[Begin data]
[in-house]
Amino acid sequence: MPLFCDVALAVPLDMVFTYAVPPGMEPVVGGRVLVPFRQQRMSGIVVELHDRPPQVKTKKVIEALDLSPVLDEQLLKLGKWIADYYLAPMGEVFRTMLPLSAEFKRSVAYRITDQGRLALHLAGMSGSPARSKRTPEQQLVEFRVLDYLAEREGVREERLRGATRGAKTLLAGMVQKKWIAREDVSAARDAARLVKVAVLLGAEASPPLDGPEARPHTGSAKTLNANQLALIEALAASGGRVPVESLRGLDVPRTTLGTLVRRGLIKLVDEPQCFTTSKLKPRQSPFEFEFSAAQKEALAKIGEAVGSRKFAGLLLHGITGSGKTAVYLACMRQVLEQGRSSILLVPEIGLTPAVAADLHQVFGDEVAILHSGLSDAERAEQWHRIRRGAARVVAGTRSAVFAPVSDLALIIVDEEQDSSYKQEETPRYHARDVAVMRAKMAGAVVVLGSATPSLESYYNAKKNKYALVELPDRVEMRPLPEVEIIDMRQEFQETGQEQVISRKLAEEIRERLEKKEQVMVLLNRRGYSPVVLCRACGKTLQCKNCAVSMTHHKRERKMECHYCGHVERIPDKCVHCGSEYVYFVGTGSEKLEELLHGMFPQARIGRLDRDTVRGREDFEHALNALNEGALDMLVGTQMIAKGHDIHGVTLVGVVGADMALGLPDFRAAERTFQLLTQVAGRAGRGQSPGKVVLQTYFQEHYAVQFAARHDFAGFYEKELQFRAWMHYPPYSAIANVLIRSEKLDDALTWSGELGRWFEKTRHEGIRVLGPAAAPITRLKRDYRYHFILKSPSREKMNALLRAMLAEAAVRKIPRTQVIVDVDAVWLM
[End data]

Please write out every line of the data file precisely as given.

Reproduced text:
[in-house]
Amino acid sequence: MPLFCDVALAVPLDMVFTYAVPPGMEPVVGGRVLVPFRQQRMSGIVVELHDRPPQVKTKKVIEALDLSPVLDEQLLKLGKWIADYYLAPMGEVFRTMLPLSAEFKRSVAYRITDQGRLALHLAGMSGSPARSKRTPEQQLVEFRVLDYLAEREGVREERLRGATRGAKTLLAGMVQKKWIAREDVSAARDAARLVKVAVLLGAEASPPLDGPEARPHTGSAKTLNANQLALIEALAASGGRVPVESLRGLDVPRTTLGTLVRRGLIKLVDEPQCFTTSKLKPRQSPFEFEFSAAQKEALAKIGEAVGSRKFAGLLLHGITGSGKTAVYLACMRQVLEQGRSSILLVPEIGLTPAVAADLHQVFGDEVAILHSGLSDAERAEQWHRIRRGAARVVAGTRSAVFAPVSDLALIIVDEEQDSSYKQEETPRYHARDVAVMRAKMAGAVVVLGSATPSLESYYNAKKNKYALVELPDRVEMRPLPEVEIIDMRQEFQETGQEQVISRKLAEEIRERLEKKEQVMVLLNRRGYSPVVLCRACGKTLQCKNCAVSMTHHKRERKMECHYCGHVERIPDKCVHCGSEYVYFVGTGSEKLEELLHGMFPQARIGRLDRDTVRGREDFEHALNALNEGALDMLVGTQMIAKGHDIHGVTLVGVVGADMALGLPDFRAAERTFQLLTQVAGRAGRGQSPGKVVLQTYFQEHYAVQFAARHDFAGFYEKELQFRAWMHYPPYSAIANVLIRSEKLDDALTWSGELGRWFEKTRHEGIRVLGPAAAPITRLKRDYRYHFILKSPSREKMNALLRAMLAEAAVRKIPRTQVIVDVDAVWLM